Tag Archives: Sarah Selecky

Giving something back – one person at a time

We change the world one person at a time. And, to my mind there’s no better way to change one person than to give them the gift of literacy. It is, after all, the mark of civilization. It’s one of the first things archeologists ask themselves when studying a culture: did they have writing?

Back in April, Natalie (my wife) and I were visiting the tiny Caribbean island of Bequia. (In case you’re wondering, it’s about nine miles south of St. Vincent, and about 90 miles due west of Barbados). On our third day we visited The Fig Tree for dinner, because its Friday Fish Fry is legendary on the island, we were told. Our server, Tiny, asked us if it was our first time on Bequia. When I said yes, it is, she dropped her pad on the table and threw her arms around me, saying “Welcome to Bequia”. I don’t think I’ve ever been hugged by a server before. Natalie received her hug, gracefully if a little reluctantly (she’s not normally a hugger).

It had been a long day. A lot of walking. A few beers. Natalie popped to the loo. While she was gone I wondered why there was a bookcase on the restaurant’s back wall, full of books. Mostly, from what I could see at a distance, YA and children’s books. When she got back to the table she said: “I wonder who Ms. Johnson is?”

“Why,” I asked.

“Because the bathroom walls are papered with notes from children, thanking her for helping them with their reading.”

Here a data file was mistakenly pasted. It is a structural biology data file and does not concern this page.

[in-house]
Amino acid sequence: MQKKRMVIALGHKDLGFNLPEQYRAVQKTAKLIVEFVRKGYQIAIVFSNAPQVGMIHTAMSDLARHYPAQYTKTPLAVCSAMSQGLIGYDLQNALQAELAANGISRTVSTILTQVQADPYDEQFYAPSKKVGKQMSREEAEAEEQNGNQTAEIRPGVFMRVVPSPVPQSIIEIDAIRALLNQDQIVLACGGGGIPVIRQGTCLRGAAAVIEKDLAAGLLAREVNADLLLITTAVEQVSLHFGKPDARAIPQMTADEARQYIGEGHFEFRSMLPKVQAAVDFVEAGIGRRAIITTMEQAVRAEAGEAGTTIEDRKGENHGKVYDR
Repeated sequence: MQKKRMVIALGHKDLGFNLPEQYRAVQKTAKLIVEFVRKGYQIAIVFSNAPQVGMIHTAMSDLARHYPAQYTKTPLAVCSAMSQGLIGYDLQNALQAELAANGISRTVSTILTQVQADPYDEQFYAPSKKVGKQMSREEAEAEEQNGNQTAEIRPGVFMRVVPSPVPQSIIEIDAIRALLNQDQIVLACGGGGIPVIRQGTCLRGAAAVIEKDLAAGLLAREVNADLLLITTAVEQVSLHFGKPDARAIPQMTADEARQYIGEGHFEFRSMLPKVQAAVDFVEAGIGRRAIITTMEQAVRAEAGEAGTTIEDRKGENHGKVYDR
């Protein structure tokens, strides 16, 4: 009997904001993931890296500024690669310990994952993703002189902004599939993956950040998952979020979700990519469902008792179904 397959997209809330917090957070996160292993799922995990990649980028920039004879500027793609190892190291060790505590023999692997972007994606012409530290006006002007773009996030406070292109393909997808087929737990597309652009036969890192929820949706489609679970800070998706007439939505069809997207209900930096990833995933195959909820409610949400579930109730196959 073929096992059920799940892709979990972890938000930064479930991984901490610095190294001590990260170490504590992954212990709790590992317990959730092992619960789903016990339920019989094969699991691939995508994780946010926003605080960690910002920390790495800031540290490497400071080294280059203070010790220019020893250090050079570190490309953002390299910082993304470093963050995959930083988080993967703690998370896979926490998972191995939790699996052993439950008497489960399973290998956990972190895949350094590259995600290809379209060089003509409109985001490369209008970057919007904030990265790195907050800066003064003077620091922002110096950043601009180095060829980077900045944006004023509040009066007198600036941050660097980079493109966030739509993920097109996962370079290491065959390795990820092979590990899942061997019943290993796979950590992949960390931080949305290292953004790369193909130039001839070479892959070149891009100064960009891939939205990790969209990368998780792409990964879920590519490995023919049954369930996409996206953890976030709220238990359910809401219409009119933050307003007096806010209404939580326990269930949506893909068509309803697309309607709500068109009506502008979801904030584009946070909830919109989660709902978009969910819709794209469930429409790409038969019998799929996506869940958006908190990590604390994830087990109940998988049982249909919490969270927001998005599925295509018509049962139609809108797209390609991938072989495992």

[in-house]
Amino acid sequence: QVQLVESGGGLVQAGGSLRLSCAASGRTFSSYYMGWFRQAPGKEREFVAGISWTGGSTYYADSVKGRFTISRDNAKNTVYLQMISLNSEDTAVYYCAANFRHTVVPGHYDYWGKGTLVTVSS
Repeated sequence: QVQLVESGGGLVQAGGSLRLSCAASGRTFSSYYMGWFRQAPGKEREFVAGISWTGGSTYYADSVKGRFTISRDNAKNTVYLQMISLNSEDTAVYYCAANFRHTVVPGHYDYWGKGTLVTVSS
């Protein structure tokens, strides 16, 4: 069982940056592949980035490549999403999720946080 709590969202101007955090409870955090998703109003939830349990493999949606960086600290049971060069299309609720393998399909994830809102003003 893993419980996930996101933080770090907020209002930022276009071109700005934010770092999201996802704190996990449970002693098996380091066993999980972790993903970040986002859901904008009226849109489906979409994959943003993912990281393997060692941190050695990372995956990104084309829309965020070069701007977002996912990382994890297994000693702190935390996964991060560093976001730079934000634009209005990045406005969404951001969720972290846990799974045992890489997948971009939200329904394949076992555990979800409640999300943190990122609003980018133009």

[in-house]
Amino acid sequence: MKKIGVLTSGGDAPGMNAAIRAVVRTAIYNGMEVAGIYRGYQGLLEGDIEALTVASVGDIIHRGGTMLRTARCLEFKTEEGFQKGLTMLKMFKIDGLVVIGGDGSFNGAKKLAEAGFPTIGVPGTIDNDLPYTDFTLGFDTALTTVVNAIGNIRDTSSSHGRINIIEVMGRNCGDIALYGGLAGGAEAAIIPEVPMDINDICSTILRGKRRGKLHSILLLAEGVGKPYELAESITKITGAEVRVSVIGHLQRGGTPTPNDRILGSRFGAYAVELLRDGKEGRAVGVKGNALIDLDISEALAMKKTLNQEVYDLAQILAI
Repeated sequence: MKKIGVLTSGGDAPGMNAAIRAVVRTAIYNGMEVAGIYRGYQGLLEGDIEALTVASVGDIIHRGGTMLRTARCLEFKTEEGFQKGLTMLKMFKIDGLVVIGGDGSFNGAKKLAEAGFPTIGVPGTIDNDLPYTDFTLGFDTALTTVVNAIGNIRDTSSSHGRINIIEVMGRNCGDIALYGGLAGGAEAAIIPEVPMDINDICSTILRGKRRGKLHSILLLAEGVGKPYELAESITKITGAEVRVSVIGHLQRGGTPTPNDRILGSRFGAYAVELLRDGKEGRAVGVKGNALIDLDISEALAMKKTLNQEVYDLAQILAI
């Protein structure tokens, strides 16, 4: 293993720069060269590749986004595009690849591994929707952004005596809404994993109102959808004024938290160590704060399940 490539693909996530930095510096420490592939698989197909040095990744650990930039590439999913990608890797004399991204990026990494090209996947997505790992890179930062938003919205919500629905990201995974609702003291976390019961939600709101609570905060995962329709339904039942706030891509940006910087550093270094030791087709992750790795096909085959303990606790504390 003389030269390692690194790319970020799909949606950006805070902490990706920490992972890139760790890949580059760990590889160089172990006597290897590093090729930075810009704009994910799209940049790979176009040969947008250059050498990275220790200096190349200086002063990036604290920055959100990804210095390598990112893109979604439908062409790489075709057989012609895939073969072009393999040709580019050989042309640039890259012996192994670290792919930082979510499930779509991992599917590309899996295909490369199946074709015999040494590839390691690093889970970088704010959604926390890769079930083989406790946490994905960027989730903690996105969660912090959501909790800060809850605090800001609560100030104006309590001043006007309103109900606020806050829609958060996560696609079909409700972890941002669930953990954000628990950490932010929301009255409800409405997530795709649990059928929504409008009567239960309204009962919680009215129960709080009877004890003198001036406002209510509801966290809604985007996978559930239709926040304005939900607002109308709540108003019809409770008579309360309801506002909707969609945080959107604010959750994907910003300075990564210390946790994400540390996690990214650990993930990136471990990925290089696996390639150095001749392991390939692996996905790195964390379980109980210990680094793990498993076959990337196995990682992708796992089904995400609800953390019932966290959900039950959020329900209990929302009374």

“Ask Tiny,” I said. We did. It turns out Ms. Johnson is the restaurant’s owner, and she runs a Saturday reading club on the terrace. She roped us in to help, which we were glad to do.Image

We already knew there was a problem with literacy on Bequia, because before we arrived we’d contacted a couple of ex-pat Americans who had just set up an after-school teaching facility (Bequia Learning Centre) in Port Elizabeth (Bequia’s capital) to help kids graduate, so they could go to High School in St. Vincent. We’d spent a few hours one afternoon with the kids there chatting and handing over some supplies we’d bought with us from Canada. The kids were shy, the way kids everywhere once were around adults, but keen to learn. And grateful, so grateful, for the few simple boxes of pens, pencils and packets of stickers we’d brought with us.